By Road for Christmas

By | Category: Travel rumblings

Much has been made on the TV and the newspapers about the problems that air passengers have had. Less has been made of the way that most of us will use to go away for Christmas, by road. Usually at this time of year, CD-Traveller gives the forecasts from ABTA of how many of us are travelling and to where. We could do the same again – if it wouldn’t raise a big question mark in people’s minds.
Are the drivers amongst us going to get away when yesterday, a half hour journey to Gatwick took an hour and three quarters. Usually just one part of the UK gets hit by snow and once you get through it, things improve. But the south east, the south west, Wales, the midlands, East Anglia, Northern Ireland, the borders and the highlands have all had road closures. The motorways are open and look quite reasonably clear but you have to get to them. Train services, which are extremely busy in mid- December have been affected and, whilst many trains are running the frequency is less than planned. Will people get away? Eurostar has stopped taking bookings until after Christmas Eve which might have been an option as airport delays will continue for a day or two yet. (Though Etihad and Singapore Airlines, for example are expecting to fly out today from their home airports and Qantas hopes to do the same.)
The complaint by airport passengers has been lack of information which CD-Traveller touched on yesterday. But who will be brave enough to say that we will all be able to get away and that the roads will be open, the trains free of overhead cable, third rail or points failures and the airports functioning normally? The answer, of course, is that they can’t. It doesn’t help with the opposition criticising the Westminster government, They didn’t achieve anything better in February or last year or the year before so how come they suddenly are concerned? Keeping roads, rail, airports and ports open is not a party political issue. It requires some sensible thinking instead. In the US, prisoners are used to keep pavements and roads free. In some countries, the armed forces are used. In some places, residents are responsible for the paths outside their homes. How do other countries manage when they experience unusual conditions?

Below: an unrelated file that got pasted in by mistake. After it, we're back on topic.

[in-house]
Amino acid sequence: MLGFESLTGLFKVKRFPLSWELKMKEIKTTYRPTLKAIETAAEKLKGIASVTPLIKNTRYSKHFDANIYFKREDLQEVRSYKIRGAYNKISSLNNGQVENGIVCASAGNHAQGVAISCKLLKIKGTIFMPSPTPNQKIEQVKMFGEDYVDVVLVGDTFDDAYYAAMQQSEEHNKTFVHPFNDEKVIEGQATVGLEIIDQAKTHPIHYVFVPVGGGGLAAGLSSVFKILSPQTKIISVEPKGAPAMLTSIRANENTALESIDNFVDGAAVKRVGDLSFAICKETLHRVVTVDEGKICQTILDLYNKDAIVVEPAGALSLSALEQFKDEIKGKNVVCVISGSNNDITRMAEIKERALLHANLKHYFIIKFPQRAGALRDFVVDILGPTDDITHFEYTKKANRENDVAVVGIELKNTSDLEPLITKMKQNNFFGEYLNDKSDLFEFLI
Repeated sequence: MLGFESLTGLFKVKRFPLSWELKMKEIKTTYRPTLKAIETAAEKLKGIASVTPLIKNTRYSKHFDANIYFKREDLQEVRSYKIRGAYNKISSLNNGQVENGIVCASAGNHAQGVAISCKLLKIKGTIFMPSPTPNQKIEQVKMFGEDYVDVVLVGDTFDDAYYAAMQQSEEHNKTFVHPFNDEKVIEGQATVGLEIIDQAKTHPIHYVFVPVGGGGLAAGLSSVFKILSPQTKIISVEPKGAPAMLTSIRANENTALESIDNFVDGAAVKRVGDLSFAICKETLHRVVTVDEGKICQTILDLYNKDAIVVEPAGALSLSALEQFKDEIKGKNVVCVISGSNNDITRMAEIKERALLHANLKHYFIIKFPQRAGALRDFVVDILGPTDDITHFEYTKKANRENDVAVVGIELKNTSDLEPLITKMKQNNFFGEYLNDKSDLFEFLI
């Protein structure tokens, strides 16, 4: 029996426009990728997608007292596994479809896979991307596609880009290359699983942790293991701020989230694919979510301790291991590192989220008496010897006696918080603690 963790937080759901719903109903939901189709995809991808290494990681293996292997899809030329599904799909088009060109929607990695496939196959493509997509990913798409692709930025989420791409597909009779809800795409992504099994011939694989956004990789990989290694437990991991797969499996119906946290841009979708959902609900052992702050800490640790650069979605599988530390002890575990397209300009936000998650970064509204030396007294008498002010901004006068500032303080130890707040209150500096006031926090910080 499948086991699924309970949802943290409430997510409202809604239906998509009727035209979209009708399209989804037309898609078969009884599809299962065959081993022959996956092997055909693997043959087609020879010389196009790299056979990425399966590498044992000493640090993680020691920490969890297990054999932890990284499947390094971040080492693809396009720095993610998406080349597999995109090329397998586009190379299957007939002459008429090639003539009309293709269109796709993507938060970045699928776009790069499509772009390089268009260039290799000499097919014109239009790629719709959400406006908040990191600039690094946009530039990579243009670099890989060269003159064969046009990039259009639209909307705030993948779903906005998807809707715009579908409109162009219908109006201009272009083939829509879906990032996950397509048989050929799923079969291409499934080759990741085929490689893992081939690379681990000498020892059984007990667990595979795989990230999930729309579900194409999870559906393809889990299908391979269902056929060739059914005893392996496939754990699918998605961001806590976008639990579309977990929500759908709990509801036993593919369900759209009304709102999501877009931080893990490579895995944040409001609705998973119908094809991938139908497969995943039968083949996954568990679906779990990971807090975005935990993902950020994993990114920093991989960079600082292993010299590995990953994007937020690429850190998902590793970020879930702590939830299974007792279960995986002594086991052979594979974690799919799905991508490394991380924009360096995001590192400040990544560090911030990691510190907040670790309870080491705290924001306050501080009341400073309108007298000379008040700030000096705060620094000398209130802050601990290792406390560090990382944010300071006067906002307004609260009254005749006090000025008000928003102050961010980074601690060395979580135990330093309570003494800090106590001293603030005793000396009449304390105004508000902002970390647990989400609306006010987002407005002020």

After the debacle at Gatwick two weeks ago they bought two additional snow ploughs and have had a greater success at keeping the airport open despite having one runway. Competition, lacking before BAA was forced to sell it off, might just be working. Rail seems to have done slightly better this time. Which leaves us with the roads, the most used method by which we will get away. One suggestion from the AA is that lorries can only travel in the inside lane when the roads are icy. That still doesn’t help if they jack knife and is about as useful as their comment over the weekend that one of the reasons that the roads were icy was because there weren’t sufficient vehicles on them churning up the snow. Hell’s teeth; they tell us not to drive unless it’s essential and then use it as an excuse when we don’t. So what’s the answer to the problems when we have this much snow over such a vast area within a short space of time? Rock salt won’t be very effective in the temperatures we have so more snow ploughs seem to be the answer. But use them on the roads people live on as well as the main ones. Any one got any other ideas so, if we can’t drive for Christmas, we can next year?

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